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Freshly sharpened pencils and new notebooks.
That was what I always loved best about getting ready for the first day of school. Oh, sure, there were the textbooks too, but what could compare to the possibilities of little volumes of blank pages? Knowing my notebooks would soon hold the requisite math problems and spelling words did little to dampen my enthusiasm. After all, might they not also harbor fantastic stories, random thoughts, and an occasional doodle sprouting in the margins? The possibilities for the new notebooks endless, what a relief to throw away the worn-out, used-up notebooks of last year and begin again.
Years have passed, and while my enthusiasm for the potential in blank notebooks reignites when I see school supplies go on sale, a feeling of responsibility accompanies it. Now I’m not just writing in notebooks, but in lives. How can I possibly impart even half of what my children need to know to face life in this increasingly difficult world? Spelling and grammar, history, math, science, biblical studies, humanities—the list goes on, and that’s just their school subjects! Life skills, walking with God, common sense, responsibility, and a good work ethic rarely receive written grades but are far more significant to their future success as adults.
Who can face the awesomeness of such a task? And yet, even with such a weighty responsibility, getting “back to school” is exciting! Each child seems like a “notebook” full of fresh, blank paper on which to write the learning of a new school year. And each day is a new page, right?
But these “notebooks” are much less pristine than we might wish. Despite the hope that a new beginning brings, the fallenness of our world and our natures reasserts itself quickly, and it isn’t long before torn, dirty pages appear and the new school year takes on the battered appearance of last year’s. Even in the more nurturing environments of our homeschools, time must be taken out of the regular schedule to correct bad attitudes, selfishness, laziness, and sometimes even cheating.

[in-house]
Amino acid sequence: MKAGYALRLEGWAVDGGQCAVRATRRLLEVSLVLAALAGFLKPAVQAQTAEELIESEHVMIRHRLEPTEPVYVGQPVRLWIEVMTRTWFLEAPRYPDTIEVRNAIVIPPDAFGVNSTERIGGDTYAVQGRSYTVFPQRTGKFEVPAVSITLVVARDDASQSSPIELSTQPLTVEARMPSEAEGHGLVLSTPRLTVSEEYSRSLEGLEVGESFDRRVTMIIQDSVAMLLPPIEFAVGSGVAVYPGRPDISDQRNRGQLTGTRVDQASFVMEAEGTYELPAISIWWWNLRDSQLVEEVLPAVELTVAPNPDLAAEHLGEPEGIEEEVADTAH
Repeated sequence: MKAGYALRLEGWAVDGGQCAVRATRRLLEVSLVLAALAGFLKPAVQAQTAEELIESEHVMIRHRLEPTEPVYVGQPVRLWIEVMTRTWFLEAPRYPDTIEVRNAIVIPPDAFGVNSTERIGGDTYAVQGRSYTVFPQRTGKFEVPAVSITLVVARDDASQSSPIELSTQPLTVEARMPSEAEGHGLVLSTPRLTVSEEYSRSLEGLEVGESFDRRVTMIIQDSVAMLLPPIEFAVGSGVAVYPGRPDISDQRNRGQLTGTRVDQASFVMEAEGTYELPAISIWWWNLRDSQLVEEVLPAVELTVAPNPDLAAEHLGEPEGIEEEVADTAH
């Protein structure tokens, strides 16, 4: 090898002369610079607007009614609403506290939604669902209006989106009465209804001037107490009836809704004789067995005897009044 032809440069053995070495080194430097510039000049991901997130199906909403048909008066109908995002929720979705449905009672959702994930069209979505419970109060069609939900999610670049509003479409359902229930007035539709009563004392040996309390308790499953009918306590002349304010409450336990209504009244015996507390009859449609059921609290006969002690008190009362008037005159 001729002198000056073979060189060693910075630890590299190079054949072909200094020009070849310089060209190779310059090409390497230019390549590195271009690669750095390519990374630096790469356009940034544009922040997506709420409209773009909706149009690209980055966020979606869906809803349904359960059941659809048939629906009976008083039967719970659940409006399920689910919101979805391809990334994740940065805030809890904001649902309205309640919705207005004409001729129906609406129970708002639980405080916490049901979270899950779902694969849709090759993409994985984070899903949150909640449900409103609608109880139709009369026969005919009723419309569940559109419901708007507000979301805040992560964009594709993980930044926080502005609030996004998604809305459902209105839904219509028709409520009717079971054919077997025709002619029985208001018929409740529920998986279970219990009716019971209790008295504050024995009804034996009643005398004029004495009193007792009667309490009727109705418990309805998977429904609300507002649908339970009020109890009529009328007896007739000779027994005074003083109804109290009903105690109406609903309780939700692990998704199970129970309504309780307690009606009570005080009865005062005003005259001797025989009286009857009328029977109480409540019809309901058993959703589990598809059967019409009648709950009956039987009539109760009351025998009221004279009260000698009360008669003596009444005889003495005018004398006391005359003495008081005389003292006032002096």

So what are homeschool teachers to do when it becomes apparent that, in spite of all of our best efforts, this new school year isn’t going to go as smoothly as we had hoped? When instead of writing on fresh pages in new notebooks, we’re competing for this year’s writing space with last year’s scribbled misunderstandings, gummed-up pages, and faulty thought equations?
Despite the temptation to the contrary, we must remind ourselves that God is the One at work in these young lives. His is the Hand that writes—we are simply His pens. We may have academic and learning goals for our children (and well we should), but His purpose for their lives reaches into eternity. Where we grow discouraged over torn pages, erasures, and rewrites, He is re-creating pages to hold the Story He writes on every willing heart.
So if, after a great start to your school year, things begin getting rough and you wonder again whether you’re making any progress in the “notebooks” you’ve been given, look up! The Father’s handwriting can be hard to read sometimes, but He knows exactly which words to include in each little volume and how best to guide His pens. And in the hand of the Master Teacher, that makes all the difference.
“And he that sat upon the throne said, Behold, I make all things new. And he said unto me, Write: for these words are true and faithful.” Revelation 21:5
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